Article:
Repiblik d Ayiti
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The Republic of Haiti comprises the western third of
the Hispaniola island. In the east, Haiti borders on the
Dominican Republic, in the south on the Caribbean Sea
and in the north on the Atlantic. In the west, the
approximately 95 km wide windward passage separates
Haiti from the island of Cuba. With an area of 27 750
km², the country is about the size of Albania. The
islands of Vache, Grande Cayemite, Gonâve and Ile de la
Tortue (Tortuga) also belong to the national territory.
Haiti is the most mountainous country in the
Caribbean. There are only a few larger levels between
the individual mountain ranges, such as the Plaine du
Nord and the approximately 300 m high Plateau Central in
the south. Two peninsulas encompass the 120 km wide Gulf
of Gonâve. The northern peninsula is crossed by the
Massif du Nord, the southern by the Massif du Sud and
the Massif de la Selle. Here is the country's highest
peak, Pic de la Selle at 2,680 m.
The longest river in the country is the Artibonite,
which originates in the Dominican Republic and flows
into the Gulf of Gonâve after a length of around 170 km.
Etang Soumâtre, a highly saline lake, lies on the Cul-de-Sac
plain on the southeastern border of Haiti.
The capital, Port-au-Prince, is at the southeast end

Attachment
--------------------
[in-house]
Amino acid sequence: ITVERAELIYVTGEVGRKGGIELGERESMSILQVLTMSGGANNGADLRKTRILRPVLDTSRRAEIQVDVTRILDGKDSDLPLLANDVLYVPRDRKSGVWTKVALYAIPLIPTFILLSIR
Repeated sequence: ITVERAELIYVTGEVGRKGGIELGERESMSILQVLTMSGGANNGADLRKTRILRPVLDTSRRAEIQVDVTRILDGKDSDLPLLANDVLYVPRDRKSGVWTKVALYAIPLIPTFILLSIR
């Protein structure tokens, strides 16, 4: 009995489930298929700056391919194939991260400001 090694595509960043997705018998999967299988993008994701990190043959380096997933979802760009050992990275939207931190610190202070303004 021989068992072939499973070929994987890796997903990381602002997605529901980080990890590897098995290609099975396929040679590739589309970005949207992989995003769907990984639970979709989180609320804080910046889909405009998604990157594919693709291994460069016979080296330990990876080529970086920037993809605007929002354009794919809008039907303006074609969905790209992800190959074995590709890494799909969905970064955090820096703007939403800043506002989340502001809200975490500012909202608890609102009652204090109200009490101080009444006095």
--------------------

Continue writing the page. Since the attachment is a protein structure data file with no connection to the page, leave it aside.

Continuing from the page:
of the Gulf of Gonâve.
Haiti's climate is tropical, humid and warm, with
consistently high temperatures all year round. The
average values on the coast are between 25 °„ C and 29
°„C, inland it is one to two degrees less. The average
amount of precipitation is up to 2,000 mm, most of the
precipitation falls in April / May and September /
October. On the south-facing slopes of the mountains and
in the plains, the amount of precipitation is
significantly lower and is around 500 mm per year.
Hurricanes can occur especially in late summer.
Flora and fauna
Haiti's territory was originally covered by tropical
forest, which has now been largely cleared. Less than
10% of the country's area is still forested, resulting
in soil erosion, desertification and species
deprivation. On the plains there is dry and moist
savannah with cacti, on the coast mangrove forests.
Remains of the original vegetation and the variety of
plants can still be found, for example, in the Massif de
la Selle and in the Macaya National Park.
Due to the extensive destruction of the natural
habitat, the fauna is extremely poor in species. Only in
the more remote regions of the mountains do reptiles,
amphibians, birds and insects occur in many different
species. The waters off the coast of Haiti are rich in
About 8.12 million people live in the Republic of
Haiti, and another 3 million Haitians are abroad. The
largest city is the capital, Port-au-Prince, in whose
metropolitan area around 2.5 million people live. Other
cities include Cap-Haïtien with around 113,500 residents
and Gonaïves with around 65,000.
The largest population group with around 95% are the
descendants of black African slaves, mulattoes
(crossbreeds of blacks and whites) make up around 4.9%